Font Characteristics

A huge variety of fonts can be used on a a computer. Understanding how they work can help you use them to best effect, and possibly prevent you from using too many in your documents.

Using Different Typefaces

Most fonts are designed for a particular purpose. For example, a serif font, as shown in the examples below, is very easy to read in large blocks of text.

In contrast, a sans-serif font, as shown below, stands out in headlines and titles.

In addition, you may need special fonts for fractional characters, such as:-

or for foreign or specialised characters, as in:-

Unfortunately, in older fonts of the latter kind, there isn’t any correlation between the actual character and what you type on the keyboard. The last of the fonts illustrated above is used for the International Phonetic Alphabet (IPA), which requires a large number of strange characters.

Decorative fonts can be eye-catching, although sometimes tricky to read. Examples include:-

Finally, there are dingbat fonts that you can combine with text as an alternative to standard graphic elements. The following show a random selection of such characters:-

Characteristics and Legibility

The diagram below shows some of the basic characteristics that define a font:-

The following diagram shows various parameters in more detail:-

Some of these dimensions are defined as follows:-

For optimum legibility a balance must be struck between the continuity of each line of text and the variations that identify each character. The most important parameters are:-

Proportion

The proportion of a font describes the ratio of its height to width. A font that has narrow letters allows you to view a line of words at a glance. However, if the characters are made too narrow each character becomes indistinct, making the text difficult to read.

Horizontal Space

The horizontal spaces between each character should be easy to see, but they shouldn’t break up the invisible ‘line’ that your eyes follow as they scan the text.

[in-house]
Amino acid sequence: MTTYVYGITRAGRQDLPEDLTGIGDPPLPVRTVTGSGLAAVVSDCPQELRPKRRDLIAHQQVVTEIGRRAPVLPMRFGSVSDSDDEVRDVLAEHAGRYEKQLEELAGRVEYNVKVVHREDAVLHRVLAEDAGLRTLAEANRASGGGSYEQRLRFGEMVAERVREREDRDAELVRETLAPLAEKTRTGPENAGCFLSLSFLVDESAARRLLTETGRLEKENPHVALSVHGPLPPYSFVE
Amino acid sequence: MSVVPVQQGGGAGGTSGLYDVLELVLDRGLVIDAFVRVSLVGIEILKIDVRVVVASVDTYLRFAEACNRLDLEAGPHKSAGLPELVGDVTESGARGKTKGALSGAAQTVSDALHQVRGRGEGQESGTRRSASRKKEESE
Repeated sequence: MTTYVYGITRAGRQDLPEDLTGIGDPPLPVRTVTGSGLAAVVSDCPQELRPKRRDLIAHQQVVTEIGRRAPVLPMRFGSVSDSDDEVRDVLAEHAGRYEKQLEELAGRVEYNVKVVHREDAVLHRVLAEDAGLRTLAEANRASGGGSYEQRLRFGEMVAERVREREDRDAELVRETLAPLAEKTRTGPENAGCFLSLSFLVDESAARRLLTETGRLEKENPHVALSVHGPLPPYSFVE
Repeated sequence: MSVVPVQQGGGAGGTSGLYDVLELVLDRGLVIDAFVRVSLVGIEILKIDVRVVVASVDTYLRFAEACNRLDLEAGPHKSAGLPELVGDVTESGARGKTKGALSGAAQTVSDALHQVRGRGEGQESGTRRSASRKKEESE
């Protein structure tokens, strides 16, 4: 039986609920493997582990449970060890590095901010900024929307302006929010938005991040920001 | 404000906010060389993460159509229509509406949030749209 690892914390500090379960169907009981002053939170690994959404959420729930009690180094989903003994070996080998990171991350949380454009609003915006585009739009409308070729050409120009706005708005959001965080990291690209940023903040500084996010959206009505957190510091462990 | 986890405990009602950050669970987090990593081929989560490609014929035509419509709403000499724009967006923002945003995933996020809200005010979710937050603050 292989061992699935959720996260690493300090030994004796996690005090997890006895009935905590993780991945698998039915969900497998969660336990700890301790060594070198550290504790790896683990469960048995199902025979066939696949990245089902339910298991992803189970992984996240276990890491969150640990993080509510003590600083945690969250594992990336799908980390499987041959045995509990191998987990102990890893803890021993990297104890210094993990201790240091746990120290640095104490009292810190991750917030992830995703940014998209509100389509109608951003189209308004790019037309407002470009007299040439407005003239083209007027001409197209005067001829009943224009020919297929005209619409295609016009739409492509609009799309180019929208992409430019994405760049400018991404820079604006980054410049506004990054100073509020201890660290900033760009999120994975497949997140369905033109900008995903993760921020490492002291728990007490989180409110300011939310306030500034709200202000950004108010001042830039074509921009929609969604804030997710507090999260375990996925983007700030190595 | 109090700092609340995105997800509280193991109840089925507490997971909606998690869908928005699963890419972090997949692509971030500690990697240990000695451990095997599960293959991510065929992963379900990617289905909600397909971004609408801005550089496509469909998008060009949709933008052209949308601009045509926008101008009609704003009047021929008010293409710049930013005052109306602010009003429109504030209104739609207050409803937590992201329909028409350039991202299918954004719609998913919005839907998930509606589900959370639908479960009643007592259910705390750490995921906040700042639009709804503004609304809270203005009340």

Banding

The vertical space between lines is known as banding. This leads the eye from one row to the next and is basically set by the height of a font’s lowercase letters.

Ascenders and Descenders

The ascent of a font is set by the height of the uppercase letters and its numerals. In many fonts the lowercase letters are almost as high as the uppercase characters, which, when closely placed, can make the characters difficult to read.

Those parts of uppercase letters and numerals that extend above lowercase letters and the parts of lowercase letters beneath the baseline are known as ascenders or descenders. Both must stand out clearly between lines, although he ascenders are more important, since we read down the page.

Leading

The space between the top of the uppercase letters and the bottom of the descenders from the line above is known as leading, pronounced ‘ledding’. If there’s enough banding you can increase the leading, font ascent or both. Luckily, a large ascent looks elegant and doesn’t disturb the banding.

Serifs

Characters are best defined by sharp edges. A serif font contains serifs, horizontal lines on the characters that add distinction and increase the apparent line density.

A sans-serif font, such as Geneva, can be more difficult to read than a serif font, but can be useful in confined spaces, as in lists or tables. Here’s an example:-

Character Spacing

Proportional and Monospaced Fonts

In a proportional font, such as Times, each character has a different width, apart from numerals which have identical widths to ensure alignment in columns of numbers. Here’s an example:-

In a monospaced font, such as Monaco or Courier, all characters, including punctuation and spaces, are of fixed width, as on an old-fashioned typewriter, which looks like this:-

Pair Kerning

Some fonts automatically kern pairs of characters. The effect is shown below:-

In some instances you may need to apply manual kerning in order to improve the flow of text. You should apply this as follows:-

Example PairCharacter TypesKerning to use
IM or liTwo verticalsStandard
HO or leVertical and roundSlightly inwards
OG or coTwo roundTight
We or ATHanging and roundVery tight

  Variations in Standard Characters

Ligatures

A ligature is created by tying together two characters, as in the following:-

Ligatures are often used in place of characters that misbehave when placed next to each other. The most common character to cause problems is the letter f, particularly when followed by an i or l, since the ‘arch’ of this can collide with the next character in an unattractive manner. The problem is often solved by using the following ligatures in place of the matching character combinations:-

There are three ways of dealing with awkward character pairs:-

  1. Use fonts with built-in ligatures
    This gives consistent pair kerning, although custom encoding is required with older fonts, requiring each ligature to be produced using a key combination that’s otherwise used for a standard character. You can use KeyCaps or PopChar Pro to find out what keys to press.